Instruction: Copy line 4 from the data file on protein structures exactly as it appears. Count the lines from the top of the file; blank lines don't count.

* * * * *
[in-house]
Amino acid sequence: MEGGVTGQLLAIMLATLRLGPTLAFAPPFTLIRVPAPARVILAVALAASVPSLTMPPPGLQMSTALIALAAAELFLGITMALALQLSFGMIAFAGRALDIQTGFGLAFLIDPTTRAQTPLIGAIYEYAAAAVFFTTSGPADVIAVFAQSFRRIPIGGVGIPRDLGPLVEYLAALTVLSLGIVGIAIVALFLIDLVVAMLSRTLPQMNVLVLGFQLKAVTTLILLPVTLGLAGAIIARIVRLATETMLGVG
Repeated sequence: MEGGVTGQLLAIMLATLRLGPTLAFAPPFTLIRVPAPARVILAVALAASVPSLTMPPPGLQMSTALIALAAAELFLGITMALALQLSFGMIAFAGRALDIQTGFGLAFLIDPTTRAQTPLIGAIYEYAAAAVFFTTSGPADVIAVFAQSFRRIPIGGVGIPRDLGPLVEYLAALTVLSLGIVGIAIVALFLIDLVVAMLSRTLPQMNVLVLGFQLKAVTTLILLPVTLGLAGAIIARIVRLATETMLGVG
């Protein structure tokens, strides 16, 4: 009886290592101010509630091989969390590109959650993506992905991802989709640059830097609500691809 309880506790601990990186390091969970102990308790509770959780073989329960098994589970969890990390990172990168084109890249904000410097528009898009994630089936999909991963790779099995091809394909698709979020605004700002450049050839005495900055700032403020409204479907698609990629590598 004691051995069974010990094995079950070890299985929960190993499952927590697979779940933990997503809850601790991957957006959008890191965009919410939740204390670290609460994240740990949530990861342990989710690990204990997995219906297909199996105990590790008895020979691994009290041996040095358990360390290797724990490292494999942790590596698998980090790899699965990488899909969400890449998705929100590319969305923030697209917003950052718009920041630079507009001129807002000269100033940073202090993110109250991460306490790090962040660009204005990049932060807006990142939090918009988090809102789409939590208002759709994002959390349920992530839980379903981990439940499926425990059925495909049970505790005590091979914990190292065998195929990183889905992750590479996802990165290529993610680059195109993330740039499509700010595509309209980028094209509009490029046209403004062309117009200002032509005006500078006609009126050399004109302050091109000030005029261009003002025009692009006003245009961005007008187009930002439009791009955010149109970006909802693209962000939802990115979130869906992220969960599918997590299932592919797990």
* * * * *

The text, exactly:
């Protein structure tokens, strides 16, 4: 009886290592101010509630091989969390590109959650993506992905991802989709640059830097609500691809 309880506790601990990186390091969970102990308790509770959780073989329960098994589970969890990390990172990168084109890249904000410097528009898009994630089936999909991963790779099995091809394909698709979020605004700002450049050839005495900055700032403020409204479907698609990629590598 004691051995069974010990094995079950070890299985929960190993499952927590697979779940933990997503809850601790991957957006959008890191965009919410939740204390670290609460994240740990949530990861342990989710690990204990997995219906297909199996105990590790008895020979691994009290041996040095358990360390290797724990490292494999942790590596698998980090790899699965990488899909969400890449998705929100590319969305923030697209917003950052718009920041630079507009001129807002000269100033940073202090993110109250991460306490790090962040660009204005990049932060807006990142939090918009988090809102789409939590208002759709994002959390349920992530839980379903981990439940499926425990059925495909049970505790005590091979914990190292065998195929990183889905992750590479996802990165290529993610680059195109993330740039499509700010595509309209980028094209509009490029046209403004062309117009200002032509005006500078006609009126050399004109302050091109000030005029261009003002025009692009006003245009961005007008187009930002439009791009955010149109970006909802693209962000939802990115979130869906992220969960599918997590299932592919797990």